On November 6th of this year, Shenmue (Sega, Dreamcast) will be ten years old — at least to gamers here in North America. The game was released in Japan in 1999 so technically Shenmue is already ten years old. Hard to believe.
The reason I even bring this up is due mainly to Sega's recent release of Yakuza 3 for the PlayStation 3. Yakuza 3 has me thinking a lot about Shenmue and just how great and special that game was for its time. Yu Suzuki introduced a lot of fresh ideas and he created the first game world you could feel as if you were actually living in. Not only were the graphics better than any other console game at that time, the gameplay was incredibly unique.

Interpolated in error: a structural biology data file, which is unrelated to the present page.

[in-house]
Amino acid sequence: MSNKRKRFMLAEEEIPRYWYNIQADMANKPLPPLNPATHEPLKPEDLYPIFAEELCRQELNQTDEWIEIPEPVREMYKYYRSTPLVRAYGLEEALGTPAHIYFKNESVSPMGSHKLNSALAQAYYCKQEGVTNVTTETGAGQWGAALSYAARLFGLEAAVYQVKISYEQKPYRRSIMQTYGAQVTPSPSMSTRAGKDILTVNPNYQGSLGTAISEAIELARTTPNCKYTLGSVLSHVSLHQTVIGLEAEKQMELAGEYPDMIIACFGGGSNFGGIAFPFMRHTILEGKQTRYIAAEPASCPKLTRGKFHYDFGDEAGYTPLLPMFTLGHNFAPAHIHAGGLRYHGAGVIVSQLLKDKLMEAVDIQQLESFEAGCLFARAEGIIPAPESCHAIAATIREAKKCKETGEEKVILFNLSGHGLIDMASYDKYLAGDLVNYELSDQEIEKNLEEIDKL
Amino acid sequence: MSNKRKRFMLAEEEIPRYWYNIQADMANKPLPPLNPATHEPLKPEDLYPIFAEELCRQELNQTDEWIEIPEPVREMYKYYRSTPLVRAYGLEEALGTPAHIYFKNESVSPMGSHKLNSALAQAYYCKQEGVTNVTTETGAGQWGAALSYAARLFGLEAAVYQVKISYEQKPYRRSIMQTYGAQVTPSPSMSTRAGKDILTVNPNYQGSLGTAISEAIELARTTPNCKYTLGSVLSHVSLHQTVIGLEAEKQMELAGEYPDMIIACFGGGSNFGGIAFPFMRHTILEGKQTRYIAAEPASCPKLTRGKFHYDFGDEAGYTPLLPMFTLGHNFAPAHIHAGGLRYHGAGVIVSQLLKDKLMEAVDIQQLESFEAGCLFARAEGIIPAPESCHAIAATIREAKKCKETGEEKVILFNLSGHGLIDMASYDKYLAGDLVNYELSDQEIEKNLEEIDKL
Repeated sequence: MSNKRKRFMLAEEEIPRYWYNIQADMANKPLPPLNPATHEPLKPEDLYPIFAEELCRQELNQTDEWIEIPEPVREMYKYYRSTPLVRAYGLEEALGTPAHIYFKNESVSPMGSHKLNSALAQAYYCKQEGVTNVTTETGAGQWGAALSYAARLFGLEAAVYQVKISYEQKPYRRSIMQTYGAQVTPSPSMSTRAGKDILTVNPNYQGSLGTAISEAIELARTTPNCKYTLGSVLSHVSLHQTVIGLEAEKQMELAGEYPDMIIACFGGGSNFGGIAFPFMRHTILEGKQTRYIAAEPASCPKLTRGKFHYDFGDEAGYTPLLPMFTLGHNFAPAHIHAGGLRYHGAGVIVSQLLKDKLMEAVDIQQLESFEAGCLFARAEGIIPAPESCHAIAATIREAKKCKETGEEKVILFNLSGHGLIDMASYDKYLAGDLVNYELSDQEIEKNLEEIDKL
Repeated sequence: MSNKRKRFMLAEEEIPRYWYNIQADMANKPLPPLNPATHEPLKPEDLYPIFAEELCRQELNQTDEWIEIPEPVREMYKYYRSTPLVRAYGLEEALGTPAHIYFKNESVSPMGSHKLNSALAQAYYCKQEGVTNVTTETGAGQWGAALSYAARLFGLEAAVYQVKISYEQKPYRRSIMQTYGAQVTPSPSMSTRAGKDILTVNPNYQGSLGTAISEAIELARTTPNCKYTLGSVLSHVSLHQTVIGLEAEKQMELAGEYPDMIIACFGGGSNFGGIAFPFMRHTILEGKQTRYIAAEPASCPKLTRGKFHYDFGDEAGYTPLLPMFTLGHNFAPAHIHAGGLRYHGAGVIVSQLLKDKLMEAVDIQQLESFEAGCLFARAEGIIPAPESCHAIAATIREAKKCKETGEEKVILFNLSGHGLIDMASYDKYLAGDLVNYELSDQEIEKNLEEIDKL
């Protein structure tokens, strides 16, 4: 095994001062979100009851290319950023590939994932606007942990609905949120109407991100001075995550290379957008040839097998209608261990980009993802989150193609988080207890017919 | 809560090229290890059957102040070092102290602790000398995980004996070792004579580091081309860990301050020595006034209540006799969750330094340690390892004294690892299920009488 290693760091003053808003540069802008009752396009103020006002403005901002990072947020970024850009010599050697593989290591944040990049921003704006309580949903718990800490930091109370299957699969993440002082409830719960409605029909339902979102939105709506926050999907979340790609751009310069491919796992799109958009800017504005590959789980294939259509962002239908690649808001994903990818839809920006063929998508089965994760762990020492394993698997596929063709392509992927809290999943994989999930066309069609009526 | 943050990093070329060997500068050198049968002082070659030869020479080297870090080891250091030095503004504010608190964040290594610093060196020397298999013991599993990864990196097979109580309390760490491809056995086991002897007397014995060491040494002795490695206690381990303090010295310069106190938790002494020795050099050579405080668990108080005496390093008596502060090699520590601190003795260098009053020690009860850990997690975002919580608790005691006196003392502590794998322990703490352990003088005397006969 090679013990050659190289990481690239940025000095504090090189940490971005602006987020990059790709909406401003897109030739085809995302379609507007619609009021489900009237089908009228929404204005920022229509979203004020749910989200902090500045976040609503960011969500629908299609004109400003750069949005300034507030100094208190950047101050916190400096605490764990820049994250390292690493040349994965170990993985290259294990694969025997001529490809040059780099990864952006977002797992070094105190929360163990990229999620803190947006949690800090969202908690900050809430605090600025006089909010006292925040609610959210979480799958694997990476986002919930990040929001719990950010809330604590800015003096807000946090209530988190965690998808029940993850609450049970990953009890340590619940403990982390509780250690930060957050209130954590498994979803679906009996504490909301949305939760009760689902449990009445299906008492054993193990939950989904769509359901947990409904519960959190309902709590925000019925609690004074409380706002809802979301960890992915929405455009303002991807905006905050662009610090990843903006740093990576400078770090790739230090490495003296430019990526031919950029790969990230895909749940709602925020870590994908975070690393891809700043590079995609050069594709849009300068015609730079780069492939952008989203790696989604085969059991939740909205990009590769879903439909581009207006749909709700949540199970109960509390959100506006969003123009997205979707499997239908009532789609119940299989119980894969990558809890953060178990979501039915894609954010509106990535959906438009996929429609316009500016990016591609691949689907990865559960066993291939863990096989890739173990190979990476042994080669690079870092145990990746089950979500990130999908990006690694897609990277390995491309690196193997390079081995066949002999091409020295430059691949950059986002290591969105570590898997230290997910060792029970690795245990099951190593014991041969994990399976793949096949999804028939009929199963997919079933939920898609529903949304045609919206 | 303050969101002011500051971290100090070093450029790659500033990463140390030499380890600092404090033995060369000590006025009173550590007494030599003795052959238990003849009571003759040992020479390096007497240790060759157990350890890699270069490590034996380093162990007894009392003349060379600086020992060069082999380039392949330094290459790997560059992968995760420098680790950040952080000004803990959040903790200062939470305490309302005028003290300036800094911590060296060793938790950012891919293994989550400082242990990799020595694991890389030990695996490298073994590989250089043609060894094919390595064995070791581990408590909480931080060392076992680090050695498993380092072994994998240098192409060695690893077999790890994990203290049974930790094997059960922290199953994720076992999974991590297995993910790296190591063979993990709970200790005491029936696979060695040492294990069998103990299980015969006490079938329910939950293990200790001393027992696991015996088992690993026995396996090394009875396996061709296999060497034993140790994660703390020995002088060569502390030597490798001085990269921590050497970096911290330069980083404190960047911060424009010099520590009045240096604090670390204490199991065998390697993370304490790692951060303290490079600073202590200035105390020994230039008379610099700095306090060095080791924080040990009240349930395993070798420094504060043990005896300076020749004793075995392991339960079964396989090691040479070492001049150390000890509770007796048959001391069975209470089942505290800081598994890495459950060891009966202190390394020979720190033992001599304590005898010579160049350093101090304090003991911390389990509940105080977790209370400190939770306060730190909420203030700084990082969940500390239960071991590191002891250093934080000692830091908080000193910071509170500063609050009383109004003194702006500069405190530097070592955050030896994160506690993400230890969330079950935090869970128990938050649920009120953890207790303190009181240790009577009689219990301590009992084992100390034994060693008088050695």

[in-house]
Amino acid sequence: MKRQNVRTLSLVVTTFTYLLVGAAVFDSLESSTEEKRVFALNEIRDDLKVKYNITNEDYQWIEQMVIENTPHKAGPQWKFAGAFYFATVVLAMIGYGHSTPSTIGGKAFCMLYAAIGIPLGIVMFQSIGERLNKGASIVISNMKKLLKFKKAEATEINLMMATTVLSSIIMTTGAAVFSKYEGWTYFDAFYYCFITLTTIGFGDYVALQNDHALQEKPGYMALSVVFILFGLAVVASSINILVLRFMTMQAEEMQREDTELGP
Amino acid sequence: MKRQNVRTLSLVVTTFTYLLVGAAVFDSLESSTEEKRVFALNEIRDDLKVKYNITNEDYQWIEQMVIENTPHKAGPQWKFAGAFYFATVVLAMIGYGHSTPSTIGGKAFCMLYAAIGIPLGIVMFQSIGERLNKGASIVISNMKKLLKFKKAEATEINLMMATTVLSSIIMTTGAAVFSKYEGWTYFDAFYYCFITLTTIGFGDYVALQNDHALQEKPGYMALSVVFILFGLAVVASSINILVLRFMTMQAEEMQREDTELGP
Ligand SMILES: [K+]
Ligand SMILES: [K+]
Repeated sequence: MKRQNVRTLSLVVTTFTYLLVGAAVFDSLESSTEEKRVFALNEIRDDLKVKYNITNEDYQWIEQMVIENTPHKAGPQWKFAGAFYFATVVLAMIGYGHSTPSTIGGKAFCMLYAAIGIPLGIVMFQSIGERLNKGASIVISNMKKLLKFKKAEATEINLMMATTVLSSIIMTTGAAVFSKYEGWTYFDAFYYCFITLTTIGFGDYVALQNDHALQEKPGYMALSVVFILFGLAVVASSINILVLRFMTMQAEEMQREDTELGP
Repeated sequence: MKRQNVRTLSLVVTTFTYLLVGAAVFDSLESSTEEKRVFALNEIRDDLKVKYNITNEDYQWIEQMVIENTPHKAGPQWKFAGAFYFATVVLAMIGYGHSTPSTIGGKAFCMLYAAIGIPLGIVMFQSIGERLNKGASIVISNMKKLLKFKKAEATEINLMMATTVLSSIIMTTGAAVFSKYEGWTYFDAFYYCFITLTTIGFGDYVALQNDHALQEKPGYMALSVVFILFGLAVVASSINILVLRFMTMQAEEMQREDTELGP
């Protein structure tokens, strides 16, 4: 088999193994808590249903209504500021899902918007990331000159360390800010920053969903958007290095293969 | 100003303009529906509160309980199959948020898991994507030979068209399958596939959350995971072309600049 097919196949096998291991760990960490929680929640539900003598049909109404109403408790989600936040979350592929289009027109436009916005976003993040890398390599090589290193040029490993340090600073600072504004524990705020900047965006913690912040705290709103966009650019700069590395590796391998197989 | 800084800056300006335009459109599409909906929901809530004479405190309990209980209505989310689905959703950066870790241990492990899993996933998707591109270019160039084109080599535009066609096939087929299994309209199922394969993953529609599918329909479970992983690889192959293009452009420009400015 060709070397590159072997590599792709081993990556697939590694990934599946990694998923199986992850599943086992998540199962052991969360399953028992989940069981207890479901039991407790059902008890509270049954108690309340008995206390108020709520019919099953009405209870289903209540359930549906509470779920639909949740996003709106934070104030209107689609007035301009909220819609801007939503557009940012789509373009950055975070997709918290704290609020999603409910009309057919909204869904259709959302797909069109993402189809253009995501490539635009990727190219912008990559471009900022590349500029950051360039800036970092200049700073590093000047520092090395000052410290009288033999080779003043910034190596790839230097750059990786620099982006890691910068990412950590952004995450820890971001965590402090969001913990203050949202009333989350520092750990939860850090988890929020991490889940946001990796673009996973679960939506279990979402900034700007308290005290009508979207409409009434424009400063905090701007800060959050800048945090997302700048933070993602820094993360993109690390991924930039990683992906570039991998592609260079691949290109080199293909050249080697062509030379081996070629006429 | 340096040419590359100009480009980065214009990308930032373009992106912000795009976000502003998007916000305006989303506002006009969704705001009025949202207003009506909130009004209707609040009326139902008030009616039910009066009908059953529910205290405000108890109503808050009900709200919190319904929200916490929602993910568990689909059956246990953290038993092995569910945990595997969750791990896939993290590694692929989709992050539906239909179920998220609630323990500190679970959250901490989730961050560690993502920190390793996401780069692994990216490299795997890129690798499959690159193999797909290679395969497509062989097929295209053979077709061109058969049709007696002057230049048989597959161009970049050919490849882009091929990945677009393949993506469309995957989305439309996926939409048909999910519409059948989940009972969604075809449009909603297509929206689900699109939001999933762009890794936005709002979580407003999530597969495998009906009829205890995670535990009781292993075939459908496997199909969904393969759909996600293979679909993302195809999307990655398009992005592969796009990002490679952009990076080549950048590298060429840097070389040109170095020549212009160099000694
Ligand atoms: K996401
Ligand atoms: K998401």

I am not afraid to admit, Shenmue was not perfect. But even if you factor in some of the game's missteps — the lengthy cut scenes and terrible English voice dubbing to name two glaring examples — it was truly an amazing piece of work and way ahead of its time, thanks to one man: Sega's Yu Suzuki.
During my time at GameWeek I sat down to interview Yu Suzuki. It was one of the most memorable experiences of my life. Through his interpreter, Suzuki-san answered many questions I had regarding the state of Dreamcast, the creation of games, and the video game industry as a whole. It was almost an out-of-body experience to be sitting at a table with such a well respected game development icon and one of my personal idols. At the end of the interview, Suzuki-san joyfully signed my copy of Shenmue.
Yup, that was ten years ago. As part of my tribute to Yu Suzuki and his magnum opus, I am planning to post the interview, in its entirety, very soon.